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‘This is just the beginning’: Hundreds gather in Prince George to support residential school survivors

A gathering near Highway 16 honoured the 215 children discovered buried at Kamloops Residential School

Hundreds gathered Monday near School District No. 57 (SD57) offices on the corner of Highway 16, wearing orange and holding drums, to honour the lives of the 215 children discovered buried at Kamloops Residential School.

Cars honked in support as nearly 200 people, including SD57 school trustees and staff, rallied for those children and residential school survivors.

The event was organized by Sonya Rock, a Gitxsan member, residential school survivor and teacher at Nusdeh Yoh Elementary.  

 “I went to Port Alberni Residential School and both my parents went to residential school. My dad went to Edmonton and my mom went to Lejac and all of my other 10 siblings – all of us 11 children went to residential school,” says Rock.

“I could imagine what all the other survivors were going through. Right away it brought back memories of my own experiences at Port Alberni."

Rock says she was not able to sleep since May 27 when the Tk’emlúps te Secwépemc confirmed they found the remains of 215 children buried at the site of the former Kamloops Residential School because her heart was so broken.

 “We all went through the sexual abuse, the physical abuse, the spiritual abuse. Being separated was really the hardest thing to be taken away from our parents and brought to the residential school.”

Tk’emlúps te Secwépemc found the remains with the help of a ground-penetrating radar specialist. The band anticipates having a full report ready by mid-June as work is still being done on the site to potentially find more remains.

“The thing that hurts me the most is to know that with this new technology this is just the beginning because there were so many residential schools throughout Canada and the United States,” says Rock.

“Our children have been murdered. This is genocide and it continues. You hear from people all the time ‘why can’t you just get on with it’ — this is the reason why we can’t get on with it. Colonization continues today and we continue to be affected by it.”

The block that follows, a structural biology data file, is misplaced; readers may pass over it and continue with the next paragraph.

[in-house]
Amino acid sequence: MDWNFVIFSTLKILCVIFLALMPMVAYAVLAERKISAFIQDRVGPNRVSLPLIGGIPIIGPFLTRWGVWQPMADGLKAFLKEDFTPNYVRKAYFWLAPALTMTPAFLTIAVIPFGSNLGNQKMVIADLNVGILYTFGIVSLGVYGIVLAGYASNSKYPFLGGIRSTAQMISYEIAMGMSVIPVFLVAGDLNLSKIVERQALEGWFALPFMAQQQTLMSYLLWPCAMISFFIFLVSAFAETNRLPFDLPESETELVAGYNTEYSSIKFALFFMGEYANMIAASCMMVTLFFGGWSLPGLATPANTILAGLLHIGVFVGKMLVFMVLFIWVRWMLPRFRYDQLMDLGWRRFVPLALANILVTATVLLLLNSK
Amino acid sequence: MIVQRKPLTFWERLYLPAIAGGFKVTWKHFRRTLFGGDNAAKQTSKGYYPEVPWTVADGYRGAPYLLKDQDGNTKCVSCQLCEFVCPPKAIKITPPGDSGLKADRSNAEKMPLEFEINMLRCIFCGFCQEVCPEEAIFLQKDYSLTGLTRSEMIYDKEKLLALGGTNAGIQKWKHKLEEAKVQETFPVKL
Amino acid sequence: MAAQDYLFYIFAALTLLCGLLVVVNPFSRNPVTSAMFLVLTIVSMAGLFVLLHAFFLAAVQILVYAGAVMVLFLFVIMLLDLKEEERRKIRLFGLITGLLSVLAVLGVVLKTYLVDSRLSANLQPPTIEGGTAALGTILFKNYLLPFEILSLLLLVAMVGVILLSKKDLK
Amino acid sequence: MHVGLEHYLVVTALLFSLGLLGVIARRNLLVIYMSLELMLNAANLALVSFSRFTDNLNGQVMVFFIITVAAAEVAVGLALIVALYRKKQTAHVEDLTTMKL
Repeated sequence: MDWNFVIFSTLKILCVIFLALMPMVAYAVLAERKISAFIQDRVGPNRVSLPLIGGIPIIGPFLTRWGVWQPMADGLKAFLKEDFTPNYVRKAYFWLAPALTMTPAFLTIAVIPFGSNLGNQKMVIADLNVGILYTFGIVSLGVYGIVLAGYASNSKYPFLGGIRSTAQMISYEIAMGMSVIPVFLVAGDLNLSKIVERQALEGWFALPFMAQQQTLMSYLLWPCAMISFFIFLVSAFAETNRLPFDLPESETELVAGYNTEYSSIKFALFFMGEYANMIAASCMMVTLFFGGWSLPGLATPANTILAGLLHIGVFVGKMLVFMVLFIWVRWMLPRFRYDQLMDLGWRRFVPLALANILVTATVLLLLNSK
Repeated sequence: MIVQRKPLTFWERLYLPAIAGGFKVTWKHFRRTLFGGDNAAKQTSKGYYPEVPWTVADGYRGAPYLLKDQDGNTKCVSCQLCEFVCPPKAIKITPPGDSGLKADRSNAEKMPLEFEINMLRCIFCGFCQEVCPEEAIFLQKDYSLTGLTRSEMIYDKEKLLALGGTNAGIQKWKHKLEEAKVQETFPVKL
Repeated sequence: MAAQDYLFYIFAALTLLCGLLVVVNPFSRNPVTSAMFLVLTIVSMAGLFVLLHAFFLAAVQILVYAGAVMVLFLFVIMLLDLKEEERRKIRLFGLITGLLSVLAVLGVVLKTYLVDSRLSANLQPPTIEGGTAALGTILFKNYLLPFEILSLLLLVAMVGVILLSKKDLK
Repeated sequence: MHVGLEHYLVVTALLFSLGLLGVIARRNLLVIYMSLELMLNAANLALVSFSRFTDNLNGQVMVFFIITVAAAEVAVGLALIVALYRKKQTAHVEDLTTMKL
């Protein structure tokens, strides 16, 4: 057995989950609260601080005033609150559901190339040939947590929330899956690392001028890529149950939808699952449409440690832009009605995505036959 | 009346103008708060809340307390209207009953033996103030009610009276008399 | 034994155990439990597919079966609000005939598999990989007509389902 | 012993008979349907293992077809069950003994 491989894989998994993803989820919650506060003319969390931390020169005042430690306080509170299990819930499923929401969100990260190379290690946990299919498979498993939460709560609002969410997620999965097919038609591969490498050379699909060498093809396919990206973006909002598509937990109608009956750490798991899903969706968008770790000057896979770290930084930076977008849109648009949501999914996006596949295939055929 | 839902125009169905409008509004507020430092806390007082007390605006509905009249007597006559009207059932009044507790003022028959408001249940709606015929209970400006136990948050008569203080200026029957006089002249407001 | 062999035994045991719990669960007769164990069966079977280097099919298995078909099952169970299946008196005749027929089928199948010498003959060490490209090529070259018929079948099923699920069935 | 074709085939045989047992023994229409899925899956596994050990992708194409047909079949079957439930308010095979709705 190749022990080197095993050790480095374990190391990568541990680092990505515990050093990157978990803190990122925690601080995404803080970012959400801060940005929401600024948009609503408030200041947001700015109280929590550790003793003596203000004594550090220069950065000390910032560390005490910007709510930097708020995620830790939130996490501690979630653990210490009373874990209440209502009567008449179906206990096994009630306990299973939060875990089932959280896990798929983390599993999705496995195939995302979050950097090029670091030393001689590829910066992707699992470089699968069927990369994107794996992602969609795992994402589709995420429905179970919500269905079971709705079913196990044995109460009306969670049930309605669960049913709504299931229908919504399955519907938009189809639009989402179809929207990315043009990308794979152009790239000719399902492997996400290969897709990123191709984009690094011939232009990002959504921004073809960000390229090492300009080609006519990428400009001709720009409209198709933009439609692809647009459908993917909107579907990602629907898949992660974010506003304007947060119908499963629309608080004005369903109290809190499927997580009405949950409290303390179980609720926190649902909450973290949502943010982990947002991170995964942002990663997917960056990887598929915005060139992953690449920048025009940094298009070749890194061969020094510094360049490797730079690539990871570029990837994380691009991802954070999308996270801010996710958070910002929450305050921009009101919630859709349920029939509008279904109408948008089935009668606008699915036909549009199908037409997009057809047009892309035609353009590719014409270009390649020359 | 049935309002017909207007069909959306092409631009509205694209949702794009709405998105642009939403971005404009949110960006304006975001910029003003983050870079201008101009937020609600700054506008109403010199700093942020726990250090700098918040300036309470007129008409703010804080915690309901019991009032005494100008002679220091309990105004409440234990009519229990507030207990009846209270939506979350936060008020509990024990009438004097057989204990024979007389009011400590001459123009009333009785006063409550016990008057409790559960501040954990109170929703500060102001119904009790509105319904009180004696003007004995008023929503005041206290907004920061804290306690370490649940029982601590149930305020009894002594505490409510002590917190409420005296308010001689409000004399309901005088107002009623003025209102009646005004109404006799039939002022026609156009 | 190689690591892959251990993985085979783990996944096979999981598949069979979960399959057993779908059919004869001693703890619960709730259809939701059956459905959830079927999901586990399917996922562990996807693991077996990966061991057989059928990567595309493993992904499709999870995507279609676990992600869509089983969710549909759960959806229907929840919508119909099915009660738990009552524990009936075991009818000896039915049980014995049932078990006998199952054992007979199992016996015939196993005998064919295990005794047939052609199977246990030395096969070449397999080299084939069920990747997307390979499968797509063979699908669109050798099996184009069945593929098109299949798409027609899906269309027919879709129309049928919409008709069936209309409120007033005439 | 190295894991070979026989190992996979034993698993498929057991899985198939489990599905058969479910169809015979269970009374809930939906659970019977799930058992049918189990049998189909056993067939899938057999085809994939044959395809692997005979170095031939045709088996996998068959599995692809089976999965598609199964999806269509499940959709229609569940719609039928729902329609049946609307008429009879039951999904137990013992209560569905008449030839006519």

Rock says she feels uplifted by the turnout and prays for peace for the 215 children found and their families.

“I want Canada to know that this is true. We were always doubted.  People actually don’t believe residential schools existed and that they happened. Well, you have the evidence right here,” added Rock. “I’d like to ask you to stand up and use your voice to stop the continued colonization against the Indigenous people of Canada.”

Many of the people in attendance also attended a gathering organized at the site of the former Lejac Residential School near Fraser Lake on Sunday.

“I was at Lejac Residential school yesterday and I was able to hear some stories from some of our survivors,” said Pam Spooner, director of instruction for SD57 Indigenous Education, to the crowd.

“Everyone has different stories and it is important to hear all of them and to understand that we have Lejac Residential School an hour and a half away and so many people don’t realize that it’s in Fraser Lake. We are here to honour all of the Kamloops survivors but I also feel like this is the beginning and I want everyone to be prepared because there is going to a lot more and a lot more healing that needs to be done.”

Lejac Residential School, located about 160 kilometres west of Prince George, remained open until 1976. The Truth and Reconciliation Commission has stated at least 3,200 children died amid abuse and neglect in Canadian residential schools.

Acting Superintendent Cindy Heitman also shared a few words, before the drummers led the group in healing songs.

“This is a challenging time for all of us and to see everyone gathered here in support warms my heart,” said Heitman. “I see education as our pathway forward and our opportunity to come together as a community and I am overwhelmed right now by the support here today.”

The gathering concluded with Rock leading all of the children in attendance in a special song together.

The Lheidli T’enneh Nation will also be lowering its flags at all buildings tomorrow (June 1) beginning at noon for 215 days in honour of the children.

A national Indian Residential School Crisis Line has been set up to provide support for residential school students and their families. If you are in need of counselling or support call the 24-hour national crisis line at 1-866-925-4419.

- with files from the Canadian Press